Use this URL to cite or link to this record in EThOS: https://ethos.bl.uk/OrderDetails.do?uin=uk.bl.ethos.789763
Title: Fatty acid signalling in Pseudomonas eruginosa
Author: Chen, Yu
Awarding Body: University of Nottingham
Current Institution: University of Nottingham
Date of Award: 2014
Availability of Full Text:
Access from EThOS:
Abstract:
Fatty acid molecules play a crucial role in bacterial cell-cell communication. Recently the novel fatty acid messenger cw-2-decenoic acid (CDA) has been discovered in Pseudomonas aeruginosa culture supernatants. CDA belongs to the diffusible signal factor (DSF) family which consists of a series of fatty acid signal molecules. DSF-type signals are widespread among Gram-negative bacteria, such as DSF in Xanthomonas campestris pv. campestris and Burkholderia DSF (BDSF) in Burkholderia cenocepacia. DSF and BDSF are both synthesised via enoyl-CoA hydratases and are capable of modulating virulence factor production and controlling the switch between sessile biofilm and planktonic lifestyles. However, little is known about the synthesis and function of CDA in P. aeruginosa. This project is directed towards the discovery of the CDA synthase and the biological function of this signal molecule in P. aeruginsoa. The results obtained show that CDA inhibits biofilm formation, induces biofilm dispersal and has a global effect on both the Quorum Sensing (QS) regulatory systems (e.g. las and rhl), QS target genes (e.g. phz and lec) and the post-transcriptional rsm system. In both chemically defined and rich LB growth media, free amino acids stimulated CDA biosynthesis whereas it was reduced following mutation of the rhamnobpid biosynthetic genes rhl A and rhlC. The putative enoyl-CoA hydratase PA0744 was identified as a CDA synthase in P. aeruginosa. Mutation of the PA0744 gene resulted in a drastic reduction in CDA production, leading to the loss of CDA-induced phenotypes. However, PA0744 was not the only CDA synthase in P. aeruginosa because CDA still accumulated while PA0744 mutant was grown in the minimal medium. In addition, the putative enoyl-CoA hydratase, PA3426 (cbsA), was identified as a probable CDA-degrading enzyme. Overexpression of cbsA reduced the CDA production and promoted the transition between motility and sessility. Furthermore, CbsA exerted reciprocal control on the small RNAs RsmZ and RsmY via an as yet unknown extracellular signal(s). Multiple two-component systems including GacS/A, PhoQ/P and PmrB/A were also shown to be involved in the CbsA regulatory network in P. aeruginosa. In summary, this work reveals a new regulatory network controlling multiple target genes based on CDA which is synthesised via one or more enoyl-CoA hydratases.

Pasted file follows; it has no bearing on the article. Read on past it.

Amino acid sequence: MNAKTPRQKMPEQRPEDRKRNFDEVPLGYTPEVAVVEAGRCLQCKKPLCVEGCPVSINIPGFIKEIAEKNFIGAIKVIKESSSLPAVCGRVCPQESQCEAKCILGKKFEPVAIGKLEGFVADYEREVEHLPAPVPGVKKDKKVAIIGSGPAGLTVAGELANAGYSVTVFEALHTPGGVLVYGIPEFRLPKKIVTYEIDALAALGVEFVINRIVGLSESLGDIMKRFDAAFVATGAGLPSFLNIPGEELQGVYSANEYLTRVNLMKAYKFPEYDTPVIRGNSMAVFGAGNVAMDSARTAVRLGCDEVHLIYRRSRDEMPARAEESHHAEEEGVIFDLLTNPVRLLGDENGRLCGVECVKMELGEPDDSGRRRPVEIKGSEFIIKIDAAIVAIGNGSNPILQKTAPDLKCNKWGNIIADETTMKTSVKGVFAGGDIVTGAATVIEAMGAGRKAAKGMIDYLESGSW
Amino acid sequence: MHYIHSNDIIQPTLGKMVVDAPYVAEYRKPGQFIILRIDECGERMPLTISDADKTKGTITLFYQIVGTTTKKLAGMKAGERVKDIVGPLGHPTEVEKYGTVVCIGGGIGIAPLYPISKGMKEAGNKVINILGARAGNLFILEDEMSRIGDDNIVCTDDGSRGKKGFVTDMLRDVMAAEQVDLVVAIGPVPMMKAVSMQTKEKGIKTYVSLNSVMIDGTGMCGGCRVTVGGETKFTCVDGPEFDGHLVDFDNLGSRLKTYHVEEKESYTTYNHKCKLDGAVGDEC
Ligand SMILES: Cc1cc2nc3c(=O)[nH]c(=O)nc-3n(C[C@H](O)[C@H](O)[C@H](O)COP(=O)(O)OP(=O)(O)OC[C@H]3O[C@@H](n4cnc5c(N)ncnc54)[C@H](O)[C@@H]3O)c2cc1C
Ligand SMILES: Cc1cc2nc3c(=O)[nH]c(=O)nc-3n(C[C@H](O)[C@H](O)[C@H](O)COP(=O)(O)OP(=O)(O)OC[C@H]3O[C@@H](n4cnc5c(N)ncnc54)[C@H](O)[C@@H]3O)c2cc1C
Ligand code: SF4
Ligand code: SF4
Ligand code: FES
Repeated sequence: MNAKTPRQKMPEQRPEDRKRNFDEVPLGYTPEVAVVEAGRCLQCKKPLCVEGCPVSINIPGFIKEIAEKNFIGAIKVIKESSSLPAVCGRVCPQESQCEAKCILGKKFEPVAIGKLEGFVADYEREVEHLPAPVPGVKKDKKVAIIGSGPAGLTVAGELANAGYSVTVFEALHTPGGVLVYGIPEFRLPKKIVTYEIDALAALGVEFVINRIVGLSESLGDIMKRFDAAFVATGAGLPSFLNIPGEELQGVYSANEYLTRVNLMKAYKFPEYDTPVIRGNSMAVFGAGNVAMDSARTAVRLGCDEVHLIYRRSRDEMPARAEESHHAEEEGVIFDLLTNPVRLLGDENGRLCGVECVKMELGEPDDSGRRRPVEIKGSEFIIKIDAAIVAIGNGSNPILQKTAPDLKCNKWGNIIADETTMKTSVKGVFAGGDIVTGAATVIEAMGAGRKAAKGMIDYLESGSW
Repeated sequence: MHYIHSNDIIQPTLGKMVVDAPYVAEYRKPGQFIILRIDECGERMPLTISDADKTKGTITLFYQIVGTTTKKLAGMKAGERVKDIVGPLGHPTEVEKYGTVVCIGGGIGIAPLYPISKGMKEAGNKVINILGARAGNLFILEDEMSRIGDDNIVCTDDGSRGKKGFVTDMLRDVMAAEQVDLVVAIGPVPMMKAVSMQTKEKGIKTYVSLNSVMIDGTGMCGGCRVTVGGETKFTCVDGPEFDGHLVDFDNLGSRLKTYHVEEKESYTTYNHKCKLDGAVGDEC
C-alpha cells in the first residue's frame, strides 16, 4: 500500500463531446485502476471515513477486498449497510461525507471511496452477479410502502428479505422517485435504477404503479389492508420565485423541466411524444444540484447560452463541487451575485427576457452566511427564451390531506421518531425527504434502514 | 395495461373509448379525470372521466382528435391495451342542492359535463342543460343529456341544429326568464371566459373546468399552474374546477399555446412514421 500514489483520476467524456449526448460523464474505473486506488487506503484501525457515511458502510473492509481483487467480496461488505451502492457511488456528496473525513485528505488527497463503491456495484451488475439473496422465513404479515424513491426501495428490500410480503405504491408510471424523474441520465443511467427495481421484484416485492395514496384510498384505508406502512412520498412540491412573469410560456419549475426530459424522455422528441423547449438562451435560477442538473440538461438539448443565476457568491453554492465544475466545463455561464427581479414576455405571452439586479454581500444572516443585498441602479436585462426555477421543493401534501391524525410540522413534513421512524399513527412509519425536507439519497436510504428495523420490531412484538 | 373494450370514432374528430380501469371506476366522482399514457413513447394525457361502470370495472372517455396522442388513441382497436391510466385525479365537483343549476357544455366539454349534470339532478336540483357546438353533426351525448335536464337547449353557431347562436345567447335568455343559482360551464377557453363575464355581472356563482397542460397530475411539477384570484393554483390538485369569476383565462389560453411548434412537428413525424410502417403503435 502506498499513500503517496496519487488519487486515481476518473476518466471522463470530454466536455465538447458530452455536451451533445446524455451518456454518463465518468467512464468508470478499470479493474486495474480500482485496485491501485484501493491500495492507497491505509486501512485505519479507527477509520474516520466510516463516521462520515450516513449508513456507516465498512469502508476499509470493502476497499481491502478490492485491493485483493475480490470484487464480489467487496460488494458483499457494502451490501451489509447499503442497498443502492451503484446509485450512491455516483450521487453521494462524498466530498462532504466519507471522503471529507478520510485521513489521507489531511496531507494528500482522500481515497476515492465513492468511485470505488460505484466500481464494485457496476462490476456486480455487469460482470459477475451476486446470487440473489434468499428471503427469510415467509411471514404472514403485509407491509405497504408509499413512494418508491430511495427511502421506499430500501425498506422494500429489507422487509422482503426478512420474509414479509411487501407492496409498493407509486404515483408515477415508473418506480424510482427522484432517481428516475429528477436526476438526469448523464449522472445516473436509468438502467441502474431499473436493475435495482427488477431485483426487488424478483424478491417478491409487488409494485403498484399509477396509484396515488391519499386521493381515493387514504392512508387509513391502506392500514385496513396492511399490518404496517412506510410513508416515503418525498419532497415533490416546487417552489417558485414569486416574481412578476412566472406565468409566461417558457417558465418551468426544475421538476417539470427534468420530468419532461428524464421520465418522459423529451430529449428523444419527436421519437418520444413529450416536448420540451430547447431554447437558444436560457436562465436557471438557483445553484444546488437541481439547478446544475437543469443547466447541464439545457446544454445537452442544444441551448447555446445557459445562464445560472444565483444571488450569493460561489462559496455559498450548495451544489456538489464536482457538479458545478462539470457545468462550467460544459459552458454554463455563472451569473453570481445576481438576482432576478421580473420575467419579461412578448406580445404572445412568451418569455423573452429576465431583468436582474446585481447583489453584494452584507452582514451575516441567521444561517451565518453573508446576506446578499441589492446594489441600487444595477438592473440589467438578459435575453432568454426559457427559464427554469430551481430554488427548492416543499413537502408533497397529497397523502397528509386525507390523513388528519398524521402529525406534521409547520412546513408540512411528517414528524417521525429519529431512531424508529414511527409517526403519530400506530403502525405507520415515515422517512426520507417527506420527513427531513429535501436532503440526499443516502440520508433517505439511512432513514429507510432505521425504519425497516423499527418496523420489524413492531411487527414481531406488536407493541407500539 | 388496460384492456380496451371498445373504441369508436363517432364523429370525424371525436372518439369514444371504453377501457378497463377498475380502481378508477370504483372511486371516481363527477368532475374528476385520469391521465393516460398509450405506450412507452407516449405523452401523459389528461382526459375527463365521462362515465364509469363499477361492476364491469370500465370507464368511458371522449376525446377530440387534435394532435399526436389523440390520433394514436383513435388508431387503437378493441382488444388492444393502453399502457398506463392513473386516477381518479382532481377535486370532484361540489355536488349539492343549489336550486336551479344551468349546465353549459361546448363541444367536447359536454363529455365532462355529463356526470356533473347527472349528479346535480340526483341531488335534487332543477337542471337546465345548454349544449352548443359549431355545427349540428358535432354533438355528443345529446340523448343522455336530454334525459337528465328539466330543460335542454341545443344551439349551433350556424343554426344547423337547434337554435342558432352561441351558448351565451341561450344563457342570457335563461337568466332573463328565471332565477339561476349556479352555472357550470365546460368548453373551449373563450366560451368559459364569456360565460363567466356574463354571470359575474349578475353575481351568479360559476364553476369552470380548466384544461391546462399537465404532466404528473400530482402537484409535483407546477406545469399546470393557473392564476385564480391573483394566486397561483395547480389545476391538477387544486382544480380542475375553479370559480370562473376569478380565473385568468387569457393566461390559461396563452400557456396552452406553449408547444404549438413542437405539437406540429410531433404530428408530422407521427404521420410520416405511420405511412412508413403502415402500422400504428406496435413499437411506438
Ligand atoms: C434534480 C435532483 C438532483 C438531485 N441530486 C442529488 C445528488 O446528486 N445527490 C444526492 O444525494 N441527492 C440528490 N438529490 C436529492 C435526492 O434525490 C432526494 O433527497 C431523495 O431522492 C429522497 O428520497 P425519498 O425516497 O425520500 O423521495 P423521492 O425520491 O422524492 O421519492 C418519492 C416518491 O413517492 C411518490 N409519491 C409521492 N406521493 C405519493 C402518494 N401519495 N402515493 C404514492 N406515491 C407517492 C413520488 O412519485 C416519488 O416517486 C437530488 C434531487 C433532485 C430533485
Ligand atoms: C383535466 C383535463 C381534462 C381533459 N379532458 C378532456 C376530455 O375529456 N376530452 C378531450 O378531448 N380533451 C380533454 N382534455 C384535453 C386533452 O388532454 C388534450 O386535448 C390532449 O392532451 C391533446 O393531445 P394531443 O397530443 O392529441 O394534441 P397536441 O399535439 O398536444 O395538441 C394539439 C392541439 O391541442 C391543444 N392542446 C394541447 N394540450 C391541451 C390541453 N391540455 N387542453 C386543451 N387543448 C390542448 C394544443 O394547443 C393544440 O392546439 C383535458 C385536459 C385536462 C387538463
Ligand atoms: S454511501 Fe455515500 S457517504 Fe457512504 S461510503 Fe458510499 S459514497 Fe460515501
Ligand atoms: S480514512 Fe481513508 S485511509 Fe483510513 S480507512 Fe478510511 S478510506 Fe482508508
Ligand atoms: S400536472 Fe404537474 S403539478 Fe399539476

Supervisor: Not available Sponsor: Not available
Qualification Name: Thesis (Ph.D.) Qualification Level: Doctoral
EThOS ID: uk.bl.ethos.789763  DOI: Not available
Share: